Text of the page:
I got the call today that my first day of work for the job I interviewed for last week is this Sunday. An 8-hour orientation. I approach this new start with very cautious optimism. After all, I did have a one-day job in a place where I thought that I could thrive. Now, I’m hoping that this new opportunity will be a pleasant surprise that I never thought it could be. My biggest concern is on how my hubby and I will now live on a severely reduced budget. I’ll be making less than a third per hour of what I had been when I worked for the library. Yes, I know, humbling. I’ll admit that I feel somewhat ashamed and embarrassed. It’s been very hard, being human again.
So, I am excited about the new opportunity but afraid of how the financial strain will take its toll on my life. Everyone knows that money woes causes relationships to crumble and moods to change. Until yesterday, for several days I had to deal with our suite’s over 90-degree temperature. I told my father as he installed a window unit air conditioner that it’s either being fat or being hot, I can’t handle them both. My mood was horrific. My family knows me, they get that I am typically a moody person. I’m very particular. I’ve always been that way. However, as the rooms got hotter, I became more lethargic and wallowed in my more annoyed sense of self. I was upset because I had things I should be doing and upset further because I had no self-motivation to do them.
Have you ever noticed that when you don’t have any money that those are the times that you spend even more? Better yet, you spend money the way you used to prior to your circumstances having changed. We’ve done that. And again I am disappointed in myself for allowing it to happen. I know that I’m my biggest critic and that I can be harder on myself than is necessary, however, for someone who is a whiz at creating and even maintaining other people’s budgets, I allow life stress to cause havoc on my own sensibilities. I keep telling myself after each episode that I’ll be better the next time. There was even a point when I actually looked forward to making less. I convinced myself that with less money I would be better about having a more limited cash flow. Rather, I became more depressed and like a child gave in to retail therapy.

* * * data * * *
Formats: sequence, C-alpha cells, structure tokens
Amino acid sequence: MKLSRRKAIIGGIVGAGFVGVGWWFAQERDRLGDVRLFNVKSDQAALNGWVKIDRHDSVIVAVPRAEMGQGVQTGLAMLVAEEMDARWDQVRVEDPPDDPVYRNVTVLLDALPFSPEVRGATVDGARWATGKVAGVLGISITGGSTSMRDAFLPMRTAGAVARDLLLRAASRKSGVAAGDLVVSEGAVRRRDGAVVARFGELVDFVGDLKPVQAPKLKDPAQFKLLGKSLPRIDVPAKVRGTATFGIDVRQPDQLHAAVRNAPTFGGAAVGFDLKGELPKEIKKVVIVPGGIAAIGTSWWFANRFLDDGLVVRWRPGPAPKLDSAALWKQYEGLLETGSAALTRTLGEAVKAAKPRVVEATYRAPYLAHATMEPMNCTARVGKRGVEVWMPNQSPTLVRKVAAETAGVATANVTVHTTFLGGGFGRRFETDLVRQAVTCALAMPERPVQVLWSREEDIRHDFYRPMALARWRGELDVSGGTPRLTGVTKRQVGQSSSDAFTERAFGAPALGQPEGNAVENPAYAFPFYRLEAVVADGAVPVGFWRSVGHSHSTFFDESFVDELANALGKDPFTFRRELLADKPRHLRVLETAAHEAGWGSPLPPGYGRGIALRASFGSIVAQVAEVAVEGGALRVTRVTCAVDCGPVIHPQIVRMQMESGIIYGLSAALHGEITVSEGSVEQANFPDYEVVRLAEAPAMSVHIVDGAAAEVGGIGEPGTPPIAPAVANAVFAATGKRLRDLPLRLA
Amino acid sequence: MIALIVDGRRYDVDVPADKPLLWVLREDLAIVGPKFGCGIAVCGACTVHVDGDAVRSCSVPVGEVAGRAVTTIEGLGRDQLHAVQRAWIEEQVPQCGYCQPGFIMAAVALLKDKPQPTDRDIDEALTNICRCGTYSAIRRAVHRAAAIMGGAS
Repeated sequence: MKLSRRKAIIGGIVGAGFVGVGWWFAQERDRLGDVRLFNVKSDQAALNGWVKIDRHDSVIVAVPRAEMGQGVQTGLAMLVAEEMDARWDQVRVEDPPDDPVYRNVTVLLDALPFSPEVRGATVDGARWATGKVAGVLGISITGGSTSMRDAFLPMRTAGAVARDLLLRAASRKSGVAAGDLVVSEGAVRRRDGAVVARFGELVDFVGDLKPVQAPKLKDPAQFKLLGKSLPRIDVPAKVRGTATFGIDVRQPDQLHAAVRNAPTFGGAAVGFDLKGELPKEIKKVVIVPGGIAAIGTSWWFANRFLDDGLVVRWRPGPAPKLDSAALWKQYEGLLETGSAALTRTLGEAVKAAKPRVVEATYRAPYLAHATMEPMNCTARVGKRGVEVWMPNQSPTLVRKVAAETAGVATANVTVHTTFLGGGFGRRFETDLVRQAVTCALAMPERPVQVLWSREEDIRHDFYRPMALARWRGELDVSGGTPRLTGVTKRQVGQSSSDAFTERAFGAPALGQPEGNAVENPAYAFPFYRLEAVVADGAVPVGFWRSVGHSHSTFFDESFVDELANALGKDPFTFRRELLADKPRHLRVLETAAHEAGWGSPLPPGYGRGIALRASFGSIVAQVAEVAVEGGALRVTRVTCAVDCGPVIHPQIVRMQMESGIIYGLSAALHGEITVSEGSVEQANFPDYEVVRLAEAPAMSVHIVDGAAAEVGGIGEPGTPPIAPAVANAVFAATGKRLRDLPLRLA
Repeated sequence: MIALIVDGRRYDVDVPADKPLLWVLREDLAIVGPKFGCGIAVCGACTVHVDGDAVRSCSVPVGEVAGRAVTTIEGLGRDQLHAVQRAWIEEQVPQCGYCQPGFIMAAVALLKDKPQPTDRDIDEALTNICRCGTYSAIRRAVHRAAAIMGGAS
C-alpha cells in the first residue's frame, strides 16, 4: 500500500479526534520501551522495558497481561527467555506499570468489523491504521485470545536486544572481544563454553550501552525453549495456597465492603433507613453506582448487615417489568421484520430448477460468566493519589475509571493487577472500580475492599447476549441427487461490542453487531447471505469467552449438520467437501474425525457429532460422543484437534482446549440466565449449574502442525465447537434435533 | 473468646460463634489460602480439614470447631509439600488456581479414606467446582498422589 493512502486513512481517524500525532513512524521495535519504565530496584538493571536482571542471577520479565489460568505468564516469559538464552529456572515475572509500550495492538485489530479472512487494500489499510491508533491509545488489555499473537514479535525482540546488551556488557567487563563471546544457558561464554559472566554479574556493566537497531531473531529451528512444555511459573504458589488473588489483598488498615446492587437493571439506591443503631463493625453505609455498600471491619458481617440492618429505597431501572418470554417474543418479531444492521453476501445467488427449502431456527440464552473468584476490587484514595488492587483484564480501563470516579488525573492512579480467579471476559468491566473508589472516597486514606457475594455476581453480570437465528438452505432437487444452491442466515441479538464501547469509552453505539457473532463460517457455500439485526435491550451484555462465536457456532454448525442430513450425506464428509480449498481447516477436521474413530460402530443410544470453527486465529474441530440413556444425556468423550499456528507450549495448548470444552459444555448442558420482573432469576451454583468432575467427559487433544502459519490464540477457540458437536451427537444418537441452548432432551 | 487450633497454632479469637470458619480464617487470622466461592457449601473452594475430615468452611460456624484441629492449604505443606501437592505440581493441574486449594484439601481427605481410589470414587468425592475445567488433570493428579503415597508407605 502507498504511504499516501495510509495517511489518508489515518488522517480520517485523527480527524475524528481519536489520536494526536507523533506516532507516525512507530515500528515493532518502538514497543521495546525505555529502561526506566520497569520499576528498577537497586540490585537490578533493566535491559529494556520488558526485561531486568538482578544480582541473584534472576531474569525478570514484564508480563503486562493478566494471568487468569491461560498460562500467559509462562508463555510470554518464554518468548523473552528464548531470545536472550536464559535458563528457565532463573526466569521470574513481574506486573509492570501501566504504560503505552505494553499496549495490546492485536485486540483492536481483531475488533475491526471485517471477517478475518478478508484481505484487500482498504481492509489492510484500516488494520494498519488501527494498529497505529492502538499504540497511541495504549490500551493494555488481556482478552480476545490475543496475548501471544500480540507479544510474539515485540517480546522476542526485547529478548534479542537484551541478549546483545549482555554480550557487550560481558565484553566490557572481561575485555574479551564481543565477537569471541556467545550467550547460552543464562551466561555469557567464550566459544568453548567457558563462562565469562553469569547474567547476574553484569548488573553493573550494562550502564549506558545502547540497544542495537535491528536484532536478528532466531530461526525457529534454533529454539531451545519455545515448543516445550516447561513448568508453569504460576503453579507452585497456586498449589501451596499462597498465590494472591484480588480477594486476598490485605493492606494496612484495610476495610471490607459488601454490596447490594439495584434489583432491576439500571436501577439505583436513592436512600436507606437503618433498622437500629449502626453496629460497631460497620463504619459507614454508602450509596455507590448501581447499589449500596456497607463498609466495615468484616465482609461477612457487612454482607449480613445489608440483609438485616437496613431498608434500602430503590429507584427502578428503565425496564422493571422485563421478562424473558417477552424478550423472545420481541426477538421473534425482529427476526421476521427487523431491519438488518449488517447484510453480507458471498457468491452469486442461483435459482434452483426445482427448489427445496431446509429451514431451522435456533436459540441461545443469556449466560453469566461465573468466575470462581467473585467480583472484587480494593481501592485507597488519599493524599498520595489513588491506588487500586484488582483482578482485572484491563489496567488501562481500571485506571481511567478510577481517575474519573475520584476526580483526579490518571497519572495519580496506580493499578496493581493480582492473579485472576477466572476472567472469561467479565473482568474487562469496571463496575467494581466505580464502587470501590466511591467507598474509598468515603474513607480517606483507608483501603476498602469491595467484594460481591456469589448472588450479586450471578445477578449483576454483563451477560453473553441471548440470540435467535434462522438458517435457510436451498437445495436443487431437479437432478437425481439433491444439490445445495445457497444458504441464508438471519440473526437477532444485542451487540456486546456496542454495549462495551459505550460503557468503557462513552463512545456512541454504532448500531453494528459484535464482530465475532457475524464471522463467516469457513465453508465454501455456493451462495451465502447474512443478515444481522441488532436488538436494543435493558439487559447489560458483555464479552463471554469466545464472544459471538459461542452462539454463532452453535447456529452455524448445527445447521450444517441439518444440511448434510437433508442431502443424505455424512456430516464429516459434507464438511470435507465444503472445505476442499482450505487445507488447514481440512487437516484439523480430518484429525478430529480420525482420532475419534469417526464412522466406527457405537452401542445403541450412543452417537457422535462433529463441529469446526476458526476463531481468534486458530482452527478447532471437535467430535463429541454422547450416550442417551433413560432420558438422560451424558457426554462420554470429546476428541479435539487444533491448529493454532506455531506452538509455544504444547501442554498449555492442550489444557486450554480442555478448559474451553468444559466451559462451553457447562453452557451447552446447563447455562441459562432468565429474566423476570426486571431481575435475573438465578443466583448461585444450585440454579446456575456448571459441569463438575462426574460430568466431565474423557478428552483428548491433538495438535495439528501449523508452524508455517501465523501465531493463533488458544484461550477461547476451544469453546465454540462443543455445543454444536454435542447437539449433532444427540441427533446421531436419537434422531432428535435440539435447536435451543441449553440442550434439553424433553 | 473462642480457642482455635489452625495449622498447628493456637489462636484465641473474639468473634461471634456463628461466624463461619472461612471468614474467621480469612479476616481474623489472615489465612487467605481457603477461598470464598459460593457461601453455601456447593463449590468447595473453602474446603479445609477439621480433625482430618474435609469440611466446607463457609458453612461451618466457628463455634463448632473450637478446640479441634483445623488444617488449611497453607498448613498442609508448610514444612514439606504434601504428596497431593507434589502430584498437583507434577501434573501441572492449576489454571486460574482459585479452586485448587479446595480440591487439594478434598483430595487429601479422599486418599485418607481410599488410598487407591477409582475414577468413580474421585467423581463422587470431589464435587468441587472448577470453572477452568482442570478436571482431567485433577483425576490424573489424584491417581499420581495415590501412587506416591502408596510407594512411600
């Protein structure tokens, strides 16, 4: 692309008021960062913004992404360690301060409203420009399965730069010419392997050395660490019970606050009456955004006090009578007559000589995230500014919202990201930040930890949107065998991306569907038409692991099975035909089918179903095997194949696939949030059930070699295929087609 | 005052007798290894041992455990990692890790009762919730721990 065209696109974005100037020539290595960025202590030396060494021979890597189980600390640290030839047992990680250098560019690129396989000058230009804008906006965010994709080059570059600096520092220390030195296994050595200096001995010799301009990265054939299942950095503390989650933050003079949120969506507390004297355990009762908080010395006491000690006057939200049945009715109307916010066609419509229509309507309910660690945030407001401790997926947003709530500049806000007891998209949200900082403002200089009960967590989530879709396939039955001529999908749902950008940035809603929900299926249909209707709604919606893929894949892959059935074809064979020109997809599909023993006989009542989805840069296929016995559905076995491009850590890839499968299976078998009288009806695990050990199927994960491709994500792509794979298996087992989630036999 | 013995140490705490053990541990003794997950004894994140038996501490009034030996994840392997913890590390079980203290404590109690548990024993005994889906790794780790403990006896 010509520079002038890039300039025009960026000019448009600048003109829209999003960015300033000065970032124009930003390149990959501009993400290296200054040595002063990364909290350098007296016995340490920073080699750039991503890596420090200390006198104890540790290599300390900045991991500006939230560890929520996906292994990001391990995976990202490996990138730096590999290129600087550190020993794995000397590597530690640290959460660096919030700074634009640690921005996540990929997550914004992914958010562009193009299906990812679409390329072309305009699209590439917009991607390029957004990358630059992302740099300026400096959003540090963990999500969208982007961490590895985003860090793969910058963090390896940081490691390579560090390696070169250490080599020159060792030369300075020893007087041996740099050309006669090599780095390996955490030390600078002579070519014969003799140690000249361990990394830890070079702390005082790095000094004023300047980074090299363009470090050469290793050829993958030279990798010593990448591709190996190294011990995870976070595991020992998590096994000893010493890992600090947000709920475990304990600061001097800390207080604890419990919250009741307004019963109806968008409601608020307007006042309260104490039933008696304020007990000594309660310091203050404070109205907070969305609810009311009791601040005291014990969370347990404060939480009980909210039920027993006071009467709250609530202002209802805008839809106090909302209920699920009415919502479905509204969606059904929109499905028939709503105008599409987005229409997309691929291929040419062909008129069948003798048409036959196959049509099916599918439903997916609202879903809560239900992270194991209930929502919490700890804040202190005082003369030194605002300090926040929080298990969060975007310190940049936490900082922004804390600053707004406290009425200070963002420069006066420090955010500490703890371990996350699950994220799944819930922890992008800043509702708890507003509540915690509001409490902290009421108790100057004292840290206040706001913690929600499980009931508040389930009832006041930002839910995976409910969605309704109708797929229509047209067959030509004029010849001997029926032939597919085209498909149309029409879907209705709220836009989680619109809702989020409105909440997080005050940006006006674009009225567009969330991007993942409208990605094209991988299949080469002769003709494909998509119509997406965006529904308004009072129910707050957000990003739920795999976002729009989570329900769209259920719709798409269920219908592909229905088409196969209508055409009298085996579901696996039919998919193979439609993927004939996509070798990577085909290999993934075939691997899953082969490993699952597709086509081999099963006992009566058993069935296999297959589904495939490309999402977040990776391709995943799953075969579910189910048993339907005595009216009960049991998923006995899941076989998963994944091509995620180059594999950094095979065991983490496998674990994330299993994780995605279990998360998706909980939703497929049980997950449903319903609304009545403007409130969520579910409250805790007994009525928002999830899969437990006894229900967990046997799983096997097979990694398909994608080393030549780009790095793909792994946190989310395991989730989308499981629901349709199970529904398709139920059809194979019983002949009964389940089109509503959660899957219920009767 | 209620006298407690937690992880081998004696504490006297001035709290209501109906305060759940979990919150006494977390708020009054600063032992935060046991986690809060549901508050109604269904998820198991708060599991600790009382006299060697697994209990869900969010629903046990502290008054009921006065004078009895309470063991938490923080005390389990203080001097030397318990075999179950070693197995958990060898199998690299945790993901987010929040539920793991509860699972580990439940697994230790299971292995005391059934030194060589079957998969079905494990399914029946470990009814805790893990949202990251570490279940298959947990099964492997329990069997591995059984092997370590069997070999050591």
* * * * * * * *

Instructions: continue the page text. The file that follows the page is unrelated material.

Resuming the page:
Here I am, thirty-three years old and am feeling as though I’m having some sort of midlife crisis. I’ve actually just finished a career and am embarking on an entirely new one. Since I devoted myself to the library profession for well over a decade, and having started it at twenty years old, I’m now, in my thirties, doing a professional about-face. I honestly thought that I knew what it was that I wanted to do with this new phase but I’m now unsure. I was used to the routine of my old life. I wasn’t happy or truly fulfilled in it but I was accustomed to the routine. We all get so comfortably apathetic about certain things in our lives that when it changes we feel a bit lost.
I know that I now have to become accustomed to a lot less money, a lot less normalcy and in general, a lot less. I traded my past life for a new beginning. A new town, a new everything. I still wouldn’t go back to my old life. I just have to, as my ex-husband would often say, suck it up and drive on.
Tonight’s poem I actually remember sharing on my podcast series with my BFF. The funny thing is that now, in addition to reading People.com I am just as likely to be reading an actual book (actually, an e-book as I prefer to read on my iPad Mini). So, enjoy Reality vs. Fiction.
Lastly, out of curiosity…
2 thoughts on “Cautiously Optimistic”
I have only one question: Will stuff blow up in this book?!
LOL. I know you’ve asked me that before. I hadn’t planned on it but could do so just for my BFF!